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Australian Budget Airline Adds More Seats For Bali Tourists

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Australian tourists have just received even greater access to the Island of the Gods.

Tourists from Australia’s Northern Territories can fly with low-cost airline Jetstar to Bali on one of thousands more sets added to the Bali schedule. 

Jetstar plane in the sky.jpg

Australia’s budget airline, Jetstar, is one of the most in-demand flight providers to Bali from Australia.

This week, the airline has announced that more than 52,000 seats will be added to the schedule between the Northern Territories, Brisbane, Sydney, Melbourne, and Bali.

The increased seat capacity is for both domestic flights within Australia and international flights between Darwin and Bali. 

Starting in August, Jetstar will increase flight capacity between Darwin, Adelaide, and Bali by operating the much larger Airbus A321neo LR on the route.

Once this is introduced, there will be a further 2200 seats available on the route between August and October.

In a statement, Jetstar’s Executive Manager, Jenn Armor, wrote to customers, “[we are adding more than 52,000 fare seats between the NT and four Australian capitals, and Bali will give Territorians greater choice and travel options over coming months.”

Amor added, “We’re incredibly excited to be flying the newest aircraft in our fleet, the Airbus A321neo LR, on the popular Darwin to Adelaide and Bali routes starting in August.”

“Bali is an international gateway through which Territorians can access Jetstar’s extensive network across Asia and jump onto Qantas, codeshare, and interline partners to the Middle East, Europe, the UK, and beyond.” 

As it stands, Jetstar shuttles up to 90,000 travelers between Darwin and Denpasar every year, and the route is one of the airline’s most popular services.

For Jetstar passengers from Australia, but especially the Northern Territories, Bali offers the perfect layover and transit stop for onward travel around Asia and onward to Europe.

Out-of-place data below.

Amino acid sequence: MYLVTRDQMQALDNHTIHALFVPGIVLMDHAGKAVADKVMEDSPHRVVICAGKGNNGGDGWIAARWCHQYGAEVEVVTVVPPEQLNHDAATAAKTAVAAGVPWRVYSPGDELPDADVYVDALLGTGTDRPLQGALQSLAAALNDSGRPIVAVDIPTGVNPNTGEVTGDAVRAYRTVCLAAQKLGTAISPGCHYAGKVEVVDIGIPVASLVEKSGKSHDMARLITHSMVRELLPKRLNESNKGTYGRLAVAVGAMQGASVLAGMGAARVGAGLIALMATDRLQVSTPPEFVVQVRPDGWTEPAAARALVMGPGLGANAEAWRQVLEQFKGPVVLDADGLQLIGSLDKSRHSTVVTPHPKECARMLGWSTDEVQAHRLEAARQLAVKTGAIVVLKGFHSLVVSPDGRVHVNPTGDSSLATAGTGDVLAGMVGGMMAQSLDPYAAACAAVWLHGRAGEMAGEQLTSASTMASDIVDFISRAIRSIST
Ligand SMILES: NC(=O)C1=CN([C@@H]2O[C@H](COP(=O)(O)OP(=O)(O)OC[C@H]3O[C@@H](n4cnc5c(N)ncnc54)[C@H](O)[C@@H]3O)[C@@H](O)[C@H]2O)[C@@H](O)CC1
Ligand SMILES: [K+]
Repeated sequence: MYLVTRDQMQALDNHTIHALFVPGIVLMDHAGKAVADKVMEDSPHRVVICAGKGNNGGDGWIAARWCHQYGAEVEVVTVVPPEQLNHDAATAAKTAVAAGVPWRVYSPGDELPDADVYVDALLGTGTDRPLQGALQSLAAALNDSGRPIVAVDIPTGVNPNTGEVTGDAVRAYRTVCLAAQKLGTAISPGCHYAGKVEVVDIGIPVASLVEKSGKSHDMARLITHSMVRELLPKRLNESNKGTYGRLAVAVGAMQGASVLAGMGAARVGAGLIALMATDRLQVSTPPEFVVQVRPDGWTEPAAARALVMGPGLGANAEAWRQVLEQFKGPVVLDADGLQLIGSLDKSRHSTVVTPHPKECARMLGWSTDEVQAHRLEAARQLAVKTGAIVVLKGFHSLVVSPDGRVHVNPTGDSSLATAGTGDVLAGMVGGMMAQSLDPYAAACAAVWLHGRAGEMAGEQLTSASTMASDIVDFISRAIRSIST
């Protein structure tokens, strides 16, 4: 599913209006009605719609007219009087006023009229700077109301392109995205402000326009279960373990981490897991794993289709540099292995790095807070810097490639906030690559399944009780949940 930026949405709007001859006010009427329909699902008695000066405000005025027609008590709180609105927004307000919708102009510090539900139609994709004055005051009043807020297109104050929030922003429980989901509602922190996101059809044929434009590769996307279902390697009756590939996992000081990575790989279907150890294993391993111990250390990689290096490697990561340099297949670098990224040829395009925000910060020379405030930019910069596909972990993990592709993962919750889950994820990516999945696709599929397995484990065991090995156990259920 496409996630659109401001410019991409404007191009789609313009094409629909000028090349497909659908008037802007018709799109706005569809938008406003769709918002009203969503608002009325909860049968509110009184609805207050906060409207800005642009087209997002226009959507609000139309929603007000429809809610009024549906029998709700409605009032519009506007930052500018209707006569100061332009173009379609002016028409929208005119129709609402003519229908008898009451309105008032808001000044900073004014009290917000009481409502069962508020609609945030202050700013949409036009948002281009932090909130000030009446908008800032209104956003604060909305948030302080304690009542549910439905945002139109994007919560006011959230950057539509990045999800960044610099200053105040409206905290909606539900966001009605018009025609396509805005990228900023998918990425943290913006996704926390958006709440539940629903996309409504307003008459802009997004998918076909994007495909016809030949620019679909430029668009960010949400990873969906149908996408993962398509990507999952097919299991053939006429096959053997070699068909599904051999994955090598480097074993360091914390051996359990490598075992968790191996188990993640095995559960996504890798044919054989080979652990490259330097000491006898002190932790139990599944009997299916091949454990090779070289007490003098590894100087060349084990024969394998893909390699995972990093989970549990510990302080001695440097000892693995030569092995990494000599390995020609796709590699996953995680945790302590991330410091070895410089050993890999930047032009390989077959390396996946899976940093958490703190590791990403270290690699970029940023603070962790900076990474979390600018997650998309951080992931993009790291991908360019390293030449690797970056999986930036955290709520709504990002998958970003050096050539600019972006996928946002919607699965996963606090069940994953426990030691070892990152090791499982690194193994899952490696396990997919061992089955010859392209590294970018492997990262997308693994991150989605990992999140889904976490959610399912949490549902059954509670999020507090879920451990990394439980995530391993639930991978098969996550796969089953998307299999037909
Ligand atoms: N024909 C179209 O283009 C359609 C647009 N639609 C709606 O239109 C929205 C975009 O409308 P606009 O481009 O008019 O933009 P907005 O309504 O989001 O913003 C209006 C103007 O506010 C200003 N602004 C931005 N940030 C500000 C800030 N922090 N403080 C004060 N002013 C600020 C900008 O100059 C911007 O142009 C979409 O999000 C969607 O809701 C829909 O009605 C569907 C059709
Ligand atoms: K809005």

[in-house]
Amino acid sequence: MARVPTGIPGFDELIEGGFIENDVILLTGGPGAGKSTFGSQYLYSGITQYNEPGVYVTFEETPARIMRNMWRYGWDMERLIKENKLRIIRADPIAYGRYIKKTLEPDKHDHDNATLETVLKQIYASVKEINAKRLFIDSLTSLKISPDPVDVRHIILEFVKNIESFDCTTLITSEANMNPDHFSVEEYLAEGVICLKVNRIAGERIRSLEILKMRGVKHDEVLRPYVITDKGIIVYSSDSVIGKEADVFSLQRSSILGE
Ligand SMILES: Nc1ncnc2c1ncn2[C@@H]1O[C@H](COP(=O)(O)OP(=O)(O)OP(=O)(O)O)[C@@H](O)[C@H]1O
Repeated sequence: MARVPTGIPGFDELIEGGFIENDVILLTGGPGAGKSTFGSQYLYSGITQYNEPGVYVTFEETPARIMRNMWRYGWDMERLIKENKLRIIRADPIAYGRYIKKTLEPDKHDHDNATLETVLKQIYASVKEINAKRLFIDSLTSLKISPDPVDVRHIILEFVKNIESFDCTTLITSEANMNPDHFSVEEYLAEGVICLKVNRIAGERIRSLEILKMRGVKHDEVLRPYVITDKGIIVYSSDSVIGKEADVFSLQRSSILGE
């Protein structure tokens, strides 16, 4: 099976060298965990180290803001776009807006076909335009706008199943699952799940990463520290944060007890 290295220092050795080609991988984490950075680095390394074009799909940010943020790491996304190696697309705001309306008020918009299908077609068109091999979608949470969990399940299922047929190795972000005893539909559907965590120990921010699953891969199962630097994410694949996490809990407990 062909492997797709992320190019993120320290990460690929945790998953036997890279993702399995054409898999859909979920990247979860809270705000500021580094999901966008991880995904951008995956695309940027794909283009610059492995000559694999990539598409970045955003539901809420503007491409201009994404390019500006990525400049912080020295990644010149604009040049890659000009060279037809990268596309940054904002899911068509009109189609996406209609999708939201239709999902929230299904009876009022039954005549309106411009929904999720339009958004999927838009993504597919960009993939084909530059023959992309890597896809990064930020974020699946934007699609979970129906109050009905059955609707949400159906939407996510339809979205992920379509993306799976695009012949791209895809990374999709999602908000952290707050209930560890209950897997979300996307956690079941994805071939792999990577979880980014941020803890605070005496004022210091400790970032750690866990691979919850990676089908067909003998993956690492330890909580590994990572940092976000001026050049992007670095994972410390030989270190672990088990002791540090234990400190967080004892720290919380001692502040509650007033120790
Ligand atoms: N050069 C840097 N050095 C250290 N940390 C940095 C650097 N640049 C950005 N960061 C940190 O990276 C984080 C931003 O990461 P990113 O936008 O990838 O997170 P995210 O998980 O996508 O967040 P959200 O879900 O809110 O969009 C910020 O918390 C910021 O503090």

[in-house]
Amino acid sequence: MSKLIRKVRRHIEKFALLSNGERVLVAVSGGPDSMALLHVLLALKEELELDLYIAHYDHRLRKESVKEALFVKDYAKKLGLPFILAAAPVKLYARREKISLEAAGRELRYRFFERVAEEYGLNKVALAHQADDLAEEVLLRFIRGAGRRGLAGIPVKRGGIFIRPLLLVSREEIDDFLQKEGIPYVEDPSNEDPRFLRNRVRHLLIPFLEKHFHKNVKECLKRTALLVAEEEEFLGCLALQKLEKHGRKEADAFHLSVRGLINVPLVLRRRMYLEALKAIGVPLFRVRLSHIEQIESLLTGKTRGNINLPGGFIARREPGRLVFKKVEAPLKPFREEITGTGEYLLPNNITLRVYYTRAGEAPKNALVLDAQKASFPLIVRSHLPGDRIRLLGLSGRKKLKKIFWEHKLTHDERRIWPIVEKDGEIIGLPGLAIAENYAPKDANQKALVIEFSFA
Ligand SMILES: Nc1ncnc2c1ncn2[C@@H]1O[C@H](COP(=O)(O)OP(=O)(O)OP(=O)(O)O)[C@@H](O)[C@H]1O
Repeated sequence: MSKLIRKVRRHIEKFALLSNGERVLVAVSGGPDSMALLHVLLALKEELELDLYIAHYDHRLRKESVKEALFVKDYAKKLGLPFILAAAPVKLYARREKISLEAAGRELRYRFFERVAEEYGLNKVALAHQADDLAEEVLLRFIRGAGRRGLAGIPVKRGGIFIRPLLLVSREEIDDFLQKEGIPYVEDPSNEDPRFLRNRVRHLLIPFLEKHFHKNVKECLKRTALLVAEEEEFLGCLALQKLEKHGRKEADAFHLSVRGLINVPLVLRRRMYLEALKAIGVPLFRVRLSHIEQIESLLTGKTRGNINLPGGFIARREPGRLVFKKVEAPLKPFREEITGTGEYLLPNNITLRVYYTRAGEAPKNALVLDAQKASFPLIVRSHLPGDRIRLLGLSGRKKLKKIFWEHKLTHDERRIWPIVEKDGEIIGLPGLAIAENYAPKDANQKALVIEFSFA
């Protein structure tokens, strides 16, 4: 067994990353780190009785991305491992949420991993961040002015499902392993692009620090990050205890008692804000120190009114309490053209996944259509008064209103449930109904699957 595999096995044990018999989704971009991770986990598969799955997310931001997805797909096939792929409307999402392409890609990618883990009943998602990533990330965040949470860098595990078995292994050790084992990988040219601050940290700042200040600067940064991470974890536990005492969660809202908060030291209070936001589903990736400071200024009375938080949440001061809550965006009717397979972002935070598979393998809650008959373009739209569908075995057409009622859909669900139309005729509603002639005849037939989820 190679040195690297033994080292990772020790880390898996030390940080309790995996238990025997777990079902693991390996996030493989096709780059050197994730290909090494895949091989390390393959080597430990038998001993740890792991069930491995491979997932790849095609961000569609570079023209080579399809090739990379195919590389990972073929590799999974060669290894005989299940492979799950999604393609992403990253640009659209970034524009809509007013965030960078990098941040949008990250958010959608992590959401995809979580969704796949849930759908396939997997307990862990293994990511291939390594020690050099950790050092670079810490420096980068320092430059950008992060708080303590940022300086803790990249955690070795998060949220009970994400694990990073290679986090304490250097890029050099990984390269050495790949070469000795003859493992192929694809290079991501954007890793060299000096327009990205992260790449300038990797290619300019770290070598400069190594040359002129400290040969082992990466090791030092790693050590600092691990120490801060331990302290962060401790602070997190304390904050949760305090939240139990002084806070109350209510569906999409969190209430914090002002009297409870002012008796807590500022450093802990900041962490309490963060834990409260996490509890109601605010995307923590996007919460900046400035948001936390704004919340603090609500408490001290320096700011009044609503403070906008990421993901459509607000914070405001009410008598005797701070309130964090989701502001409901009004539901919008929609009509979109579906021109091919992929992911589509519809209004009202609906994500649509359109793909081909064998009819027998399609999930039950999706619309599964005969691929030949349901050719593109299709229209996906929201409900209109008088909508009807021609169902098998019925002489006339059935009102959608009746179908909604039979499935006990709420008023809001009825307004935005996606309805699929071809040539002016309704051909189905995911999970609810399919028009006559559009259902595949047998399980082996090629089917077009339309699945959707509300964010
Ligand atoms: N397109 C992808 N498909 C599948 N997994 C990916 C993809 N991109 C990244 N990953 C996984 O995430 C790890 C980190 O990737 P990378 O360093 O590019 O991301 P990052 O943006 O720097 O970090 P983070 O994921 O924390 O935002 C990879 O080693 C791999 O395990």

It’s fair to say that Australians have something of a love-hate relationship with Jetstar as an airline.

While many tourists love the service offered and, of course, the low-cost fares, over the years, Jetstar has garnered a level of distrust from travelers after customers complained of long delays, lost luggage, and canceled flights.

In 2022, the airline cited engineering issues, low staff numbers, and aircraft shortages for a series of flight cancellations out of Denpasar that left Bali lovers in travel turmoil. 


Nevertheless, the airline got travelers back onside with dozens of flights now operating in and out of I Gusti Ngurah Rai International Airport every week. Australian tourists remain amongst the most frequent international arrivals in Bali.

Australian tourists and tourists from 96 other countries eligible for the eVisa on Arrival can now use the newly installed autogates at Bali Airport.

The new autogates use facial recognition technology and digital border control systems that allow tourists with the eVoA to scan their passport and face at the autogates and complete the immigration arrivals process in just a matter of seconds. 


Moving forward, all tourists arriving in Bali and Indonesia, more broadly, will be encouraged to apply for the eVoA online before arriving in the country.

The eVoA is the same as the visa on arrival and can be applied for up to 48 hours before arriving in Indonesia, though allowing more time for processing is advisable.

The visa costs IDR 500,000 and is valid for 30 days. The visa can be extended one time for a further 30 days and can be completed online. 


Immigration officials regularly remind tourists planning their visit to Bali and destinations around Indonesia that there is only one official website for visa applications from the Indonesian Government.

This is – tourists are encouraged not to trust websites that claim to provide services for the 30-day visa on arrival.

If in doubt, the normal visa on arrival is still available to apply and pay for at I Gusti Ngurah Rai International Airport and all other international airports in Indonesia. 

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Trevor Nicholls

Sunday 24th of March 2024

Typical nothing for Perth. You are jammed in like sardines with no leg room

Wayan Bo

Tuesday 19th of March 2024

A380 with far over 500 seats could easily solve the demand 🤣

Michael Beer

Monday 18th of March 2024

Never jetstar again!

Wayan Bo

Tuesday 19th of March 2024

@Michael Beer, jet fuel = bintang fuel 🍻🤣